Goodbye Arch Linux, hello Alpine Linux!
- Steep learning curve for non-Linux users as you need to bootstrap your system yourself from scratch.
- AUR can contain any software, you have to trust the maintainer that the software is sane, gets regulary updates and does not break your system. Some packages are compiled from git on your system, this can make the installation of updates heavy, long and annoying.
- It’s based on systemd
which is controversial
in the Linux world
and I dealt in the past as well with
systemd’s annoying ‘features’.
So, while switching from Jolla’s Sailfish OS
on my mobile devices to
postmarketOS (Alpine Linux based),
I was hooked by the way how Alpine Linux works in terms of packaging,
system operation and does not use
Installing Alpine Linux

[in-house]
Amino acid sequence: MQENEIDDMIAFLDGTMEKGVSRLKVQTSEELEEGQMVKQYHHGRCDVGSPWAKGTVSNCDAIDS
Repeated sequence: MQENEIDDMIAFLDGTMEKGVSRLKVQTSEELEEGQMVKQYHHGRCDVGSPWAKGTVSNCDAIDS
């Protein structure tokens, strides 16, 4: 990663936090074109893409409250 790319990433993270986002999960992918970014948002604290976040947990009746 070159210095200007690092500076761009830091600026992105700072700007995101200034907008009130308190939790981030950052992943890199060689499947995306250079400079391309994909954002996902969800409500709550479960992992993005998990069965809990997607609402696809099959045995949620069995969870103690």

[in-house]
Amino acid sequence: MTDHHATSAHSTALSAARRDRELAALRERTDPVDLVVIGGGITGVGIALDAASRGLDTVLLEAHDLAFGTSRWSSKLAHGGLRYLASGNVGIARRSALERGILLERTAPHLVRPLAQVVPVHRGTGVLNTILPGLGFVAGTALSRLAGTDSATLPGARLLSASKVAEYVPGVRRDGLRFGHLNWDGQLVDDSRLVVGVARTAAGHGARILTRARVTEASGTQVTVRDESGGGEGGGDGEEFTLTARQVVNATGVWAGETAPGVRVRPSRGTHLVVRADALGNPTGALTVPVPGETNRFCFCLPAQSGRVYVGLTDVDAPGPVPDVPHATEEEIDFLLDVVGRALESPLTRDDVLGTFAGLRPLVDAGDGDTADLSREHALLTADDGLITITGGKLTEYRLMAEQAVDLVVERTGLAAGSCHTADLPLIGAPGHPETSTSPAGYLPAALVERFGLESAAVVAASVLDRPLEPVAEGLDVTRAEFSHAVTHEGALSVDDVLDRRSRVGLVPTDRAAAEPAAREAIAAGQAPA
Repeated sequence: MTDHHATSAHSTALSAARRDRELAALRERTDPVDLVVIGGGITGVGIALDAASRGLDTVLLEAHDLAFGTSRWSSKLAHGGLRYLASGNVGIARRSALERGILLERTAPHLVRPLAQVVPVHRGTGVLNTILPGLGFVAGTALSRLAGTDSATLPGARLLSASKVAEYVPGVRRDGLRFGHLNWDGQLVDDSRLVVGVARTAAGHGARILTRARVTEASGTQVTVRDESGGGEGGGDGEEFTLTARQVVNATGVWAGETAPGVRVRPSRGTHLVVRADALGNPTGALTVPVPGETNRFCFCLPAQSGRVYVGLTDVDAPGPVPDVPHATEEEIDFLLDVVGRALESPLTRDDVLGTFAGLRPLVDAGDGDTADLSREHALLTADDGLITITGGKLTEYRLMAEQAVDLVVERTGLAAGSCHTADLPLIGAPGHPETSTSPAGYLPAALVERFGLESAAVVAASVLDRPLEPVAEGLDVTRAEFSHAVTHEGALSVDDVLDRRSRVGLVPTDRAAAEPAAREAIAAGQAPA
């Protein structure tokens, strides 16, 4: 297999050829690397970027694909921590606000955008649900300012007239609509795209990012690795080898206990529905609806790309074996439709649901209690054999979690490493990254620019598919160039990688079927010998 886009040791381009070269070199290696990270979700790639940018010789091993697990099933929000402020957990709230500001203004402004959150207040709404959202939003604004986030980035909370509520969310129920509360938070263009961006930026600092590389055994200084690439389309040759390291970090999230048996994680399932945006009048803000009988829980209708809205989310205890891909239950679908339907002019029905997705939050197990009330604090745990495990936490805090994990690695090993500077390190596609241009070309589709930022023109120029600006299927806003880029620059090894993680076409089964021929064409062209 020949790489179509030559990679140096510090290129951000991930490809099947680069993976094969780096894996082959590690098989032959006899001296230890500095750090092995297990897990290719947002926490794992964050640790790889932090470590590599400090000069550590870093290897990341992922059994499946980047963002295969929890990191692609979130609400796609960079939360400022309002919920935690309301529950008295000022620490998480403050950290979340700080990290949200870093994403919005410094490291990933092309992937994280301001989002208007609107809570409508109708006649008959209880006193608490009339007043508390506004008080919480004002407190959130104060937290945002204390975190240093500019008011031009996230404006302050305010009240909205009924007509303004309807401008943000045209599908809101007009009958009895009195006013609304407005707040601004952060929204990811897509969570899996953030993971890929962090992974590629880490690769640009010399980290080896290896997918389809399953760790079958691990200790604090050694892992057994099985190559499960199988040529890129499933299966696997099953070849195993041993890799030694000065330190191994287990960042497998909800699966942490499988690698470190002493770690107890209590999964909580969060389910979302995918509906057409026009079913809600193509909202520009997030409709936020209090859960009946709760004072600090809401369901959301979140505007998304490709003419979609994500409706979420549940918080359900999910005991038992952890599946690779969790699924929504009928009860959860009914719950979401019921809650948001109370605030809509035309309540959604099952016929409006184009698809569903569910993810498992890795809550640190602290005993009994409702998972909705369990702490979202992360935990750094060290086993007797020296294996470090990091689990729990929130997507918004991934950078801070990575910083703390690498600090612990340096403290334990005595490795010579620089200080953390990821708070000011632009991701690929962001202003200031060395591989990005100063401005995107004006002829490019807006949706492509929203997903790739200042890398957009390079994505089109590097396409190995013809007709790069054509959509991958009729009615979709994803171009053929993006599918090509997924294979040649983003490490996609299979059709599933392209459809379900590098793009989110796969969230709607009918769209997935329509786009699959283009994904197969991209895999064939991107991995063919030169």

Alpine Linux is fairly easy to install
if you don’t need any special partitioning
or such with the
- Get the latest Alpine Linux image from their Downloads’ page.
- Burn it on an USB drive and boot your device from it.
- A default shell appears, login as
rootwith no password.
setup-alpineand follow the instructions.
I picked a traditional system install (‘Sys Disk Mode’) as I wanted to install Alpine Linux on my desktop. A complete guide on installing Alpine Linux can be found on their well documented wiki: https://wiki.alpinelinux.org/wiki/Installation